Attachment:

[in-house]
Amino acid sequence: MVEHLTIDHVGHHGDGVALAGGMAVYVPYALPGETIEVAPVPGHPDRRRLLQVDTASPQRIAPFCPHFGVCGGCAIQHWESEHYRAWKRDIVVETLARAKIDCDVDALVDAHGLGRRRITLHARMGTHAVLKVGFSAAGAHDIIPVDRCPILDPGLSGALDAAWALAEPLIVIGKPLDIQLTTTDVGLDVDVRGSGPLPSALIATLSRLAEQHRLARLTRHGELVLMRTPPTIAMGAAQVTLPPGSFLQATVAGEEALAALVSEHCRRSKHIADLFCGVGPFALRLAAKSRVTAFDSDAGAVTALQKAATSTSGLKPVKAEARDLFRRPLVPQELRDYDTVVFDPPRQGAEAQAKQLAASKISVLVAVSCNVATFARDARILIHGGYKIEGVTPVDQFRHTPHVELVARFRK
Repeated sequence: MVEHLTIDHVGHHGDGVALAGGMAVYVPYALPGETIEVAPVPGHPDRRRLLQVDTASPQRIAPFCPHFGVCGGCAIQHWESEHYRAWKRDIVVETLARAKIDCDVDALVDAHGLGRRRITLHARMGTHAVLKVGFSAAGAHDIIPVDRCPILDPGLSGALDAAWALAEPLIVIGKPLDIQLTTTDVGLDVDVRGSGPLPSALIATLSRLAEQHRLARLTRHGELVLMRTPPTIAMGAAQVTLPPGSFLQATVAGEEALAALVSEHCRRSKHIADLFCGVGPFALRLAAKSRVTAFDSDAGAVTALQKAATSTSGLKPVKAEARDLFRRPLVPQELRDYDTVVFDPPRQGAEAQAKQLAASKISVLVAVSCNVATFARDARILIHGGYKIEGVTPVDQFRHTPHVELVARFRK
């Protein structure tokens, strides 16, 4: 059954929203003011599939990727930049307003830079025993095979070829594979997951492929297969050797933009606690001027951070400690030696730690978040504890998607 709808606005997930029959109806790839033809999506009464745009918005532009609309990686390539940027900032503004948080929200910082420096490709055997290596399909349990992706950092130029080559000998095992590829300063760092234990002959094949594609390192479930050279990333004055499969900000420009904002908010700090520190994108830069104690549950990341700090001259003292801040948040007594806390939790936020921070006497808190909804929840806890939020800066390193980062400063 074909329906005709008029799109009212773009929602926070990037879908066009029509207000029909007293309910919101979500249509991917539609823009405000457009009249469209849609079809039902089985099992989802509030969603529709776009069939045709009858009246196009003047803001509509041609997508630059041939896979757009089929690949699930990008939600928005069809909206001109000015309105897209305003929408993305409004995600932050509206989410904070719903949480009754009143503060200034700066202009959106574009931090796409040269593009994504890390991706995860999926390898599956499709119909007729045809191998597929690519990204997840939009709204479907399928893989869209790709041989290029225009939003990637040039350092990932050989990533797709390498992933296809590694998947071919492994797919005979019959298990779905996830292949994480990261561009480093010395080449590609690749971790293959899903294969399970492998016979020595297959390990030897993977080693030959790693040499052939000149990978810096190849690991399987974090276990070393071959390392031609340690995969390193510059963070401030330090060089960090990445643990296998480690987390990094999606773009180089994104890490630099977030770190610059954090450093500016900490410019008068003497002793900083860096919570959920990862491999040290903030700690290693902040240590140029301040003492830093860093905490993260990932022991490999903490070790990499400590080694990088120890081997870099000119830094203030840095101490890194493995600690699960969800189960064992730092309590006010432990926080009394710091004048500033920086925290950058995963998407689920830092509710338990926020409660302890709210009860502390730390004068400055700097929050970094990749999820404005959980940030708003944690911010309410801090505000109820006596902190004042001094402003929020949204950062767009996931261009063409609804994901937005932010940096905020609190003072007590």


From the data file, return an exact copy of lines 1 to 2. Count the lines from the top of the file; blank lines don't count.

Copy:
[in-house]
Amino acid sequence: MVEHLTIDHVGHHGDGVALAGGMAVYVPYALPGETIEVAPVPGHPDRRRLLQVDTASPQRIAPFCPHFGVCGGCAIQHWESEHYRAWKRDIVVETLARAKIDCDVDALVDAHGLGRRRITLHARMGTHAVLKVGFSAAGAHDIIPVDRCPILDPGLSGALDAAWALAEPLIVIGKPLDIQLTTTDVGLDVDVRGSGPLPSALIATLSRLAEQHRLARLTRHGELVLMRTPPTIAMGAAQVTLPPGSFLQATVAGEEALAALVSEHCRRSKHIADLFCGVGPFALRLAAKSRVTAFDSDAGAVTALQKAATSTSGLKPVKAEARDLFRRPLVPQELRDYDTVVFDPPRQGAEAQAKQLAASKISVLVAVSCNVATFARDARILIHGGYKIEGVTPVDQFRHTPHVELVARFRK